On top of that, in a well-run club there should be no transition in the first place. The midfield should have been transformed gradually, over the course of the last 2-3 seasons, when Liverpool was in a position of strength. In reality, since the signing of Fabinho in June 2018, the only midfield signings were Thiago (2020), Carvalho and Arthur (2022). Considering the injury record of Thiago, the youth of Carvalho (20) and the fact that Arthur arrived in the last possible moment of the transfer window (on loan), you can see how the midfield area was neglected over the last 4 years during which Liverpool won both the CL and the PL.

There is no transition. This is decline

The decline doesn’t usually happen overnight. Just like bankruptcy, it comes slowly, and then all at once.
I believe that for Liverpool the decline started back in 2019, right after winning the CL. That transfer window, the only additions were Adrian, van den Berg and Minamino.
It continued with the inexplicable lack of reaction in January 2021, when despite half of the team being out injured, the only solution found by the club were two deadline-day sub-mediocre and forgettable loans.
Add to this the consistently neglected midfield area over the last 4 years (described above) and you get plenty of signs of a slow, but inevitable decline.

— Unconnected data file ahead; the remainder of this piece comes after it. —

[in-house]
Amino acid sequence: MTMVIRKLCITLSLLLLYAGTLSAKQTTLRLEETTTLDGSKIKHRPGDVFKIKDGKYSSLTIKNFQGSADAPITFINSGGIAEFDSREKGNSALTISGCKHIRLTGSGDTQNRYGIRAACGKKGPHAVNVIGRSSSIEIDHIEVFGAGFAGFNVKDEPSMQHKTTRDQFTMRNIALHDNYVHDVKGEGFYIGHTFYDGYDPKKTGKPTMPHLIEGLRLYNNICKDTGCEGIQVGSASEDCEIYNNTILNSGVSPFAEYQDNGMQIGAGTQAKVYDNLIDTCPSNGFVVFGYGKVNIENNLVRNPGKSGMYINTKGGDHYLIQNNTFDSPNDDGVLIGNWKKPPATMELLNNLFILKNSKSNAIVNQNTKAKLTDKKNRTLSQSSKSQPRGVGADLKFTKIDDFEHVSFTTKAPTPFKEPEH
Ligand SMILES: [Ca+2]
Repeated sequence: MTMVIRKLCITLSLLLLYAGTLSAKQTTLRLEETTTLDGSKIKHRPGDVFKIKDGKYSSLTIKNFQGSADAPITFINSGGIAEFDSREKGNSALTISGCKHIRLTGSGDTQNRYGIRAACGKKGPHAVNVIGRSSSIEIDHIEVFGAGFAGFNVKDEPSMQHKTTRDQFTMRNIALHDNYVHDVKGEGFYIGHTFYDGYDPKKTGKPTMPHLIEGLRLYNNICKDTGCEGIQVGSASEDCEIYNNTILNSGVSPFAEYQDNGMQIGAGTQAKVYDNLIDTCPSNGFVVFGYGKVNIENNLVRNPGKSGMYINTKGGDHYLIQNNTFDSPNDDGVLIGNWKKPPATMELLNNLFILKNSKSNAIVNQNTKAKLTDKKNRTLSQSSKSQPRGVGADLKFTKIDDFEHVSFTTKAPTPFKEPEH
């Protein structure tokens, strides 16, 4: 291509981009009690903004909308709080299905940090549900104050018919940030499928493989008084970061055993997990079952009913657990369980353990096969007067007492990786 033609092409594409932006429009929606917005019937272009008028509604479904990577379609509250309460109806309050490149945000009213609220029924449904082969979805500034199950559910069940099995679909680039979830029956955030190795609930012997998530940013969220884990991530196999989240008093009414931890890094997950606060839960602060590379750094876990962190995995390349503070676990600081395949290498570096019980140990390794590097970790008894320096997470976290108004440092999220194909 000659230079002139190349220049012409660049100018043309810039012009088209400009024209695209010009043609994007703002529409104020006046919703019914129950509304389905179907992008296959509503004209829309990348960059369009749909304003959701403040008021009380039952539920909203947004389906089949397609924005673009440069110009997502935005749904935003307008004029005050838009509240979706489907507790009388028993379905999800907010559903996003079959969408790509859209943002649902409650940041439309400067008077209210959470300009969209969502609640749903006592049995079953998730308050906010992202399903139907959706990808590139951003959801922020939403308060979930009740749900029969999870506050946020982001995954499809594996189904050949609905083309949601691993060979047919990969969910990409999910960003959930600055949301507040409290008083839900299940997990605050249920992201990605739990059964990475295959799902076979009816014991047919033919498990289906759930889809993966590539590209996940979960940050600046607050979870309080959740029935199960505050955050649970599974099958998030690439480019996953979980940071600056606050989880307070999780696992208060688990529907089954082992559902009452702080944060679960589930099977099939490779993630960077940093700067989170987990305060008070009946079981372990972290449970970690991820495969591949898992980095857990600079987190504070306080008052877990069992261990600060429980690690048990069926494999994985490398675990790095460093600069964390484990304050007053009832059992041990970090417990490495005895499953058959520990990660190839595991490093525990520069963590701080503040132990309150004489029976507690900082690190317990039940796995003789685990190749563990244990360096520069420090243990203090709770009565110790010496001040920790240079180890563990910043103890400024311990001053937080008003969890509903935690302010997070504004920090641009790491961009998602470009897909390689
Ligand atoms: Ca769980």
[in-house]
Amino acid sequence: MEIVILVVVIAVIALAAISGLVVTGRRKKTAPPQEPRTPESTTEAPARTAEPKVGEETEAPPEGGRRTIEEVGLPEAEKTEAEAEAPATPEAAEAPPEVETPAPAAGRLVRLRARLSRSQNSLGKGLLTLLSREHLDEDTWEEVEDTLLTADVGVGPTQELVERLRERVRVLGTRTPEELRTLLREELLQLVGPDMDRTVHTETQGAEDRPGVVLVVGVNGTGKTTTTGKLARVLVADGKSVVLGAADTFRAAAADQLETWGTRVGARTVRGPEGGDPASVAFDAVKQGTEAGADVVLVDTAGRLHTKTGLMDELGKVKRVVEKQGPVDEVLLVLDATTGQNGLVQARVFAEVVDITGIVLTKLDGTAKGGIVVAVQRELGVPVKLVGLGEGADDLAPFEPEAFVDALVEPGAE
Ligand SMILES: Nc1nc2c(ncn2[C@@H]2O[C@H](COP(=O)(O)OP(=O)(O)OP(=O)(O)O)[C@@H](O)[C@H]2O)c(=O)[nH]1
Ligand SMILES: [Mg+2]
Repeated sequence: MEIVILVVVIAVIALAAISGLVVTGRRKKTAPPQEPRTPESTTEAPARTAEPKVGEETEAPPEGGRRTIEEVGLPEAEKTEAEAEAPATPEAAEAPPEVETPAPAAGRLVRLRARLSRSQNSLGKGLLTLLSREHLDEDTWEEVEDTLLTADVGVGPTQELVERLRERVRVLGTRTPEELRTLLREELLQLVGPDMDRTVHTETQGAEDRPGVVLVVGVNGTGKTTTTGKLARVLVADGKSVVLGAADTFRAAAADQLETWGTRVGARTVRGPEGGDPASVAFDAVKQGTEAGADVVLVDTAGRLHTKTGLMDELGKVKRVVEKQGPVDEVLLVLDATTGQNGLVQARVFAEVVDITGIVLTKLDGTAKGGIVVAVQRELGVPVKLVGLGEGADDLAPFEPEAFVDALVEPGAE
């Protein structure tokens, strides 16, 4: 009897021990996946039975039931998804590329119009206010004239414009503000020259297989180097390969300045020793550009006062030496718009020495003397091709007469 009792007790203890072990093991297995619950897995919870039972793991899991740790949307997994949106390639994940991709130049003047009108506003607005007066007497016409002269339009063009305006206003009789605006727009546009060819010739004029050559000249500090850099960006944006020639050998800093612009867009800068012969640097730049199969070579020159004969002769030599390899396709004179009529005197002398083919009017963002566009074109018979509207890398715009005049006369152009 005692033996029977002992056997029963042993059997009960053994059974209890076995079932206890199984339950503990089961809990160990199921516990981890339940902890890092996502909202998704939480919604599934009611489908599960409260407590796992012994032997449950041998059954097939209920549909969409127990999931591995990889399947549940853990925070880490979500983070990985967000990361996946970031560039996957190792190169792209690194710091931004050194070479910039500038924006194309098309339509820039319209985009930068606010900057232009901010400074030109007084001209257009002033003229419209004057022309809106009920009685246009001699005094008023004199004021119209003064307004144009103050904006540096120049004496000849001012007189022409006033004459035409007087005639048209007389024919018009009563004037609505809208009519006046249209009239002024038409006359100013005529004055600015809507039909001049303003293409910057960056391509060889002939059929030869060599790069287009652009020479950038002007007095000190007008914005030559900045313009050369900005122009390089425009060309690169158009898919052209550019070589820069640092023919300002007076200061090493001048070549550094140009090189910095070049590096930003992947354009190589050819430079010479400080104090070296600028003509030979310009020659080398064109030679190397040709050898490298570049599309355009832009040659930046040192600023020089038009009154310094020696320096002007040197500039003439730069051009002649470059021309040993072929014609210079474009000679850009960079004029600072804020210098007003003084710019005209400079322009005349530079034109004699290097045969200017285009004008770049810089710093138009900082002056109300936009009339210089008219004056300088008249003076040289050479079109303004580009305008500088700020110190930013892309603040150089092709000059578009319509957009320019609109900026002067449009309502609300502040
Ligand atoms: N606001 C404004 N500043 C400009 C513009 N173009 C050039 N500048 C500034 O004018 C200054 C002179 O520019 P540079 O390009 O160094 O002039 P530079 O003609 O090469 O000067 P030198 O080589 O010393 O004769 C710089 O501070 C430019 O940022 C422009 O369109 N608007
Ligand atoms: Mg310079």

I believe that this is the season where the decline will become clearly visible. What does that mean? I’d love to be wrong, but I’m afraid that Liverpool will finish this season outside the Top 4 and will have a relatively short CL experience.

What could have been done better?

Liverpool operates with two important constraints: first, they have a ‘sell to buy’ transfer policy and second, they have a relatively risk-averse strategy when it comes to transfers. The first means that you will rarely see the club throwing money to fix expensive mistakes (think Kepa, Lukaku and Werner in Chelsea’s case). The second means that Liverpool prefer to wait for their target men (think Konate), unless other teams threaten to hijack the transfer (think Luis Diaz) and will only bring a player if they are 200% convinced that there is a need for him (think Alisson).

I have doubts that the ‘sell to buy’ policy is sustainable on the long run against other clubs that operate with more flexible financial limits. But it worked for Liverpool until recently, and to make sure it keeps working they should have compensated by making smart signings from a position of strength. Smart signing means players like Bruno Guimaraes, Ryan Gravenberch, Moises Caicedo or Matheus Nunes – all in their early 20s and available for less than 10m in the previous transfer windows.

It’s certainly frustrating to see the club in this situation, especially after an exhausting season when both players and fans were pushed beyond their limits. It’s frustrating to see the world class core of players struggling to make things work by themselves. It’s frustrating for players who are asked to play more minutes than they can handle at their age or to play in different positions because there is simply no alternative. And it’s certainly frustrating for the injured players who cannot help in any way.

But this is the consequence of long-time negligence that cannot be fixed overnight. I’m afraid that the best days of Klopp’s Liverpool are behind…